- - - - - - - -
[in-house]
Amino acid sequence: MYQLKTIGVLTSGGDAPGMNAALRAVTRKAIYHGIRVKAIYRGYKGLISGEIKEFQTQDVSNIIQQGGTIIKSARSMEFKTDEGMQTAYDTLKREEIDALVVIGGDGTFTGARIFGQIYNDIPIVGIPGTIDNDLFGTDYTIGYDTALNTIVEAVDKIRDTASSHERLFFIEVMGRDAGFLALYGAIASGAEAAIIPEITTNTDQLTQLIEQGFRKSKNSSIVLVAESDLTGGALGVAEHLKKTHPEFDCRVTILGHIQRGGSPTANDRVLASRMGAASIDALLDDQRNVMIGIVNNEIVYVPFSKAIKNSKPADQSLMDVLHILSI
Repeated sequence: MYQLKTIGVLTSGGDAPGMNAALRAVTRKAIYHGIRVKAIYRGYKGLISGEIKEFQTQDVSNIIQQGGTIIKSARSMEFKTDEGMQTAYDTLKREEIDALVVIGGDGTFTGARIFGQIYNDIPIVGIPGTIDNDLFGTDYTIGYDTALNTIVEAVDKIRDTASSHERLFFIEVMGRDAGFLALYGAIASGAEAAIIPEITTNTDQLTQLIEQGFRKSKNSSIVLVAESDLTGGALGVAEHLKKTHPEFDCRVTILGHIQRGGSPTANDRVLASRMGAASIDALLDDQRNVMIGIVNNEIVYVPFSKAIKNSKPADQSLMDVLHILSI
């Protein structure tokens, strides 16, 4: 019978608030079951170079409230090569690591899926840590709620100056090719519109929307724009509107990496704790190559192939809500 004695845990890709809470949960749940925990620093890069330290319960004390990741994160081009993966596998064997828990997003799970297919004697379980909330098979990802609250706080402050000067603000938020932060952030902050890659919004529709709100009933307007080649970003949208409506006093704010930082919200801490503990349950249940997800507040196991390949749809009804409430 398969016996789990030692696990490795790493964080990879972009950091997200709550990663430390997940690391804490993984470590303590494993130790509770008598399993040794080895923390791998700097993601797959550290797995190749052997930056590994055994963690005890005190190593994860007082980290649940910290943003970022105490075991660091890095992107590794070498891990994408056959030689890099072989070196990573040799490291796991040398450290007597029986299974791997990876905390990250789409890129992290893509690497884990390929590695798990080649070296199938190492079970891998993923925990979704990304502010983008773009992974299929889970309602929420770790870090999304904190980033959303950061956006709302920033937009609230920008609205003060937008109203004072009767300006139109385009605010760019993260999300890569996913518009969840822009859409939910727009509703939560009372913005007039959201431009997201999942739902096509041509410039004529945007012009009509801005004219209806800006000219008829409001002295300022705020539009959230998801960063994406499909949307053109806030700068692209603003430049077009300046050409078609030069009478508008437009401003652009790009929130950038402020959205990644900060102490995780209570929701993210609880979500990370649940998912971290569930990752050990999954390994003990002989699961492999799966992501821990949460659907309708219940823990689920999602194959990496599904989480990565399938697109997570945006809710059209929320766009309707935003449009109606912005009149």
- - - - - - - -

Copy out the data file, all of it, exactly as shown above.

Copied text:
[in-house]
Amino acid sequence: MYQLKTIGVLTSGGDAPGMNAALRAVTRKAIYHGIRVKAIYRGYKGLISGEIKEFQTQDVSNIIQQGGTIIKSARSMEFKTDEGMQTAYDTLKREEIDALVVIGGDGTFTGARIFGQIYNDIPIVGIPGTIDNDLFGTDYTIGYDTALNTIVEAVDKIRDTASSHERLFFIEVMGRDAGFLALYGAIASGAEAAIIPEITTNTDQLTQLIEQGFRKSKNSSIVLVAESDLTGGALGVAEHLKKTHPEFDCRVTILGHIQRGGSPTANDRVLASRMGAASIDALLDDQRNVMIGIVNNEIVYVPFSKAIKNSKPADQSLMDVLHILSI
Repeated sequence: MYQLKTIGVLTSGGDAPGMNAALRAVTRKAIYHGIRVKAIYRGYKGLISGEIKEFQTQDVSNIIQQGGTIIKSARSMEFKTDEGMQTAYDTLKREEIDALVVIGGDGTFTGARIFGQIYNDIPIVGIPGTIDNDLFGTDYTIGYDTALNTIVEAVDKIRDTASSHERLFFIEVMGRDAGFLALYGAIASGAEAAIIPEITTNTDQLTQLIEQGFRKSKNSSIVLVAESDLTGGALGVAEHLKKTHPEFDCRVTILGHIQRGGSPTANDRVLASRMGAASIDALLDDQRNVMIGIVNNEIVYVPFSKAIKNSKPADQSLMDVLHILSI
């Protein structure tokens, strides 16, 4: 019978608030079951170079409230090569690591899926840590709620100056090719519109929307724009509107990496704790190559192939809500 004695845990890709809470949960749940925990620093890069330290319960004390990741994160081009993966596998064997828990997003799970297919004697379980909330098979990802609250706080402050000067603000938020932060952030902050890659919004529709709100009933307007080649970003949208409506006093704010930082919200801490503990349950249940997800507040196991390949749809009804409430 398969016996789990030692696990490795790493964080990879972009950091997200709550990663430390997940690391804490993984470590303590494993130790509770008598399993040794080895923390791998700097993601797959550290797995190749052997930056590994055994963690005890005190190593994860007082980290649940910290943003970022105490075991660091890095992107590794070498891990994408056959030689890099072989070196990573040799490291796991040398450290007597029986299974791997990876905390990250789409890129992290893509690497884990390929590695798990080649070296199938190492079970891998993923925990979704990304502010983008773009992974299929889970309602929420770790870090999304904190980033959303950061956006709302920033937009609230920008609205003060937008109203004072009767300006139109385009605010760019993260999300890569996913518009969840822009859409939910727009509703939560009372913005007039959201431009997201999942739902096509041509410039004529945007012009009509801005004219209806800006000219008829409001002295300022705020539009959230998801960063994406499909949307053109806030700068692209603003430049077009300046050409078609030069009478508008437009401003652009790009929130950038402020959205990644900060102490995780209570929701993210609880979500990370649940998912971290569930990752050990999954390994003990002989699961492999799966992501821990949460659907309708219940823990689920999602194959990496599904989480990565399938697109997570945006809710059209929320766009309707935003449009109606912005009149």